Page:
(Post by Seth M. Rodriquez)

Our picture of the week is an “elephant in the room,” archaeologically speaking. This site was occupied by Israel’s most notorious neighbor, was a flourishing city 100 acres in size, and was once a resting place of the Ark of the Covenant. Yet this site is hardly (if ever) visited by tourists in Israel today. Thus, we continue our series of “obscure sites” with a map and photograph of the Philistine city of Ashdod.

Ashdod is located only 3 miles (4 km) from the Mediterranean coast. In ancient times it possessed some prime real estate along the main international highway that passed through the Levant, which helped contribute to the city’s wealth and prominence. In the map below (included in the PowerPoint files in Volume 4 of the PLBL), Ashdod can be seen in the far left. (Click on the image to enlarge it.)

The site was excavated for nine seasons in the 1960s and 70s. Remains from the Middle Bronze period to the Byzantine period were found here. At its largest size, the site was comprised of an upper city of at least 20 acres and a lower city of at least 70 acres.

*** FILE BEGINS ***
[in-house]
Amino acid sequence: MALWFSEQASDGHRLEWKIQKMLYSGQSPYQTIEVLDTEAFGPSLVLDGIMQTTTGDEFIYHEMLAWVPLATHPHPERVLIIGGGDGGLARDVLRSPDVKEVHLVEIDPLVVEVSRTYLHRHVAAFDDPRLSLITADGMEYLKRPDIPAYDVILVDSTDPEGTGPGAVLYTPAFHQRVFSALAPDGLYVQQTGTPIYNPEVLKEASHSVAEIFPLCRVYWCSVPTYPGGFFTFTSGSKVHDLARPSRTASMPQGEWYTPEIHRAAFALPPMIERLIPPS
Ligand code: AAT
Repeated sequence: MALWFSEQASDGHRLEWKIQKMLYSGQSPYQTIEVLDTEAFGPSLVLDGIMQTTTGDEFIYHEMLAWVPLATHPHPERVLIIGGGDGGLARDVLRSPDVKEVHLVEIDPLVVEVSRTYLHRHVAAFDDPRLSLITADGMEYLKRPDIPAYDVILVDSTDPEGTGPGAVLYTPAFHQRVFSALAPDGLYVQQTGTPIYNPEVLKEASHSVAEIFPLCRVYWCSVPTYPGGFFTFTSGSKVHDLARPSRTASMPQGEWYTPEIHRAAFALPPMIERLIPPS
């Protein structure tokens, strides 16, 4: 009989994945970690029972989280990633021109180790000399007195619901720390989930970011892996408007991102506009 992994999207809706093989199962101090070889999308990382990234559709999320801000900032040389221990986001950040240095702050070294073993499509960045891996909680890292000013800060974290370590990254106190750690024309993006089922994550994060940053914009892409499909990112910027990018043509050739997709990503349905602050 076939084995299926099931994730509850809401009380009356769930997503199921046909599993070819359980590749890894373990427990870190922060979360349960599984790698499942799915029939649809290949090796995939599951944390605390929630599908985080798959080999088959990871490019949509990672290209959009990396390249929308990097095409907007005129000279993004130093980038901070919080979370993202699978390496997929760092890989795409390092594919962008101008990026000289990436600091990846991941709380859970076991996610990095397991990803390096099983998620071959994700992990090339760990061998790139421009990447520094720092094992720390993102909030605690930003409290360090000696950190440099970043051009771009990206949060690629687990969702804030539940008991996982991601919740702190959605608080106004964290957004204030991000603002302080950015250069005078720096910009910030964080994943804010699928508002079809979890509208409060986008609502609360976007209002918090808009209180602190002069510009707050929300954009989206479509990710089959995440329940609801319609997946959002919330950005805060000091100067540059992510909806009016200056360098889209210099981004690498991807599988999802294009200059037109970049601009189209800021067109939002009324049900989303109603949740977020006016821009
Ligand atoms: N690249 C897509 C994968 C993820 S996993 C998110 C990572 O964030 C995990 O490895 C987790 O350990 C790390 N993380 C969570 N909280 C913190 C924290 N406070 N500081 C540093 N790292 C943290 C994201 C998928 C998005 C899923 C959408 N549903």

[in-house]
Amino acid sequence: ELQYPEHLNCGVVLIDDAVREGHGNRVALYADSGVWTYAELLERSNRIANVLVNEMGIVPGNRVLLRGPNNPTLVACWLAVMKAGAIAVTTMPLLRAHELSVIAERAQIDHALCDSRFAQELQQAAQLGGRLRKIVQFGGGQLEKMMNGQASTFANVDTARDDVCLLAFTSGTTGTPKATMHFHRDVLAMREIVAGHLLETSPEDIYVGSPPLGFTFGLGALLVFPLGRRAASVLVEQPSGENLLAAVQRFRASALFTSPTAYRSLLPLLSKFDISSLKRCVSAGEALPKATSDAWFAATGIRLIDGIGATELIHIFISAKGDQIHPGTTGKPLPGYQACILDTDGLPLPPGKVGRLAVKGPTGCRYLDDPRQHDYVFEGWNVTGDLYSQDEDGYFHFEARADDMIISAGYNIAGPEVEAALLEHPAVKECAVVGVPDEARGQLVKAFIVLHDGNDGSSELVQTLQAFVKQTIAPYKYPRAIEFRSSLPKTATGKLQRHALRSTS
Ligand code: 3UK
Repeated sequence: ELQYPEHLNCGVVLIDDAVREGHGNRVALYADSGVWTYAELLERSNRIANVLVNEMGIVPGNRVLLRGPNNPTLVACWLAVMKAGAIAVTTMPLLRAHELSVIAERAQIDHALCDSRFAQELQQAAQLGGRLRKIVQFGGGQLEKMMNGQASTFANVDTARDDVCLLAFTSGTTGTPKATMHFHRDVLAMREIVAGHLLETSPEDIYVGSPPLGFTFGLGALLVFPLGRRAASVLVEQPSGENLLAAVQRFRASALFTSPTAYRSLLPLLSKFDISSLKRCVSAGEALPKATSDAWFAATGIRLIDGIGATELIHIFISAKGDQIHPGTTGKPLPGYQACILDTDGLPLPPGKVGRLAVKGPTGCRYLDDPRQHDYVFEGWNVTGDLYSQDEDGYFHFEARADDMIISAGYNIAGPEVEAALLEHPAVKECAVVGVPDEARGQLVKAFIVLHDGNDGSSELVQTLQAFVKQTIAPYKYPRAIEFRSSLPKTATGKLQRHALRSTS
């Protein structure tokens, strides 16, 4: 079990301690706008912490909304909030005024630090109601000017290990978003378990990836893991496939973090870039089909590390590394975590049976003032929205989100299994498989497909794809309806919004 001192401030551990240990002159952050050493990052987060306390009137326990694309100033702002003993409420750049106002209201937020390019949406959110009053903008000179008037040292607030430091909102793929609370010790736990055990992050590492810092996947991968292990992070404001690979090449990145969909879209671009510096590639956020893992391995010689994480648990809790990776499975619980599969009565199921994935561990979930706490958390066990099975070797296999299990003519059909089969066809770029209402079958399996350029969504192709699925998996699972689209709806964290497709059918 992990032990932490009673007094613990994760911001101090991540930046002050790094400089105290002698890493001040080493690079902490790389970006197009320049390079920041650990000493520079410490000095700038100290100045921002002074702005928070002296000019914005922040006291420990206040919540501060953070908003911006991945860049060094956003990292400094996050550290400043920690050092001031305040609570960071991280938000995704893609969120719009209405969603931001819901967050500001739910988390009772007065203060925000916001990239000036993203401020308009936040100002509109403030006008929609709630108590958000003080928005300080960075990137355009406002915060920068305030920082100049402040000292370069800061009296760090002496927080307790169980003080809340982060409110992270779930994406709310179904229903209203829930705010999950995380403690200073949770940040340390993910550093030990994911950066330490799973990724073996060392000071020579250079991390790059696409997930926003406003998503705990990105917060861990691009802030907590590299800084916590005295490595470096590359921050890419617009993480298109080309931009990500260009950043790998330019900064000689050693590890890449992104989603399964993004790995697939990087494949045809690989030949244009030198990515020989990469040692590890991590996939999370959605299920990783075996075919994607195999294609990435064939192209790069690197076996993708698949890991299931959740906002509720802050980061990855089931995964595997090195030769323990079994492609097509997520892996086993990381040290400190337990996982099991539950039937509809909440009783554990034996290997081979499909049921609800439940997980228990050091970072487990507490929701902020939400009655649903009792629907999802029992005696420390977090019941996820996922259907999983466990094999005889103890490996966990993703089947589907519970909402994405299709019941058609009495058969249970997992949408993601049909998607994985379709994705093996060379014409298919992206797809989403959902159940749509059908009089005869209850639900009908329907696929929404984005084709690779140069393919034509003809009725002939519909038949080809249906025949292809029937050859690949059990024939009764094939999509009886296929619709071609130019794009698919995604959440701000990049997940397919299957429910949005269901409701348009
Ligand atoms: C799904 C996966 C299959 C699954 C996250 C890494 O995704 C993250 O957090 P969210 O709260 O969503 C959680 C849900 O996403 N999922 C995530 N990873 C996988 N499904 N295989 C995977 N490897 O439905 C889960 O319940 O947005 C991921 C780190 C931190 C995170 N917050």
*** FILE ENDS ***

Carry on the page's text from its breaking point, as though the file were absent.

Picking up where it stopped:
The city reached this peak size during the time of the Philistines, when it was one of the five major cities of Philistine coastal plain (along with Ekron, Gath, Ashkelon, and Gaza). Amihai Mazar summarizes the archaeological findings at Ashdod from this period in the following way:

At Ashdod the first Philistines settlement (Stratum XIII), although unfortified, was a well-planned and densely built city, some twenty acres in area. … The next two levels at Ashdod (Strata XII-XI) denote successive rebuildings of the Philistine city in the twelfth and eleventh centuries B.C.E. In Stratum XII the ruined fortifications of the last LB II city (Stratum XIV) served as foundations of a solid city wall. At the end of the eleventh century B.C.E. (Stratum X), Ashdod expanded to a size of about 100 acres, thus becoming one of the largest cities in the country. In this time Ashdod was surrounded by a solid wall with a four-chamber gate. This enlarged city endured for a long time in Iron II.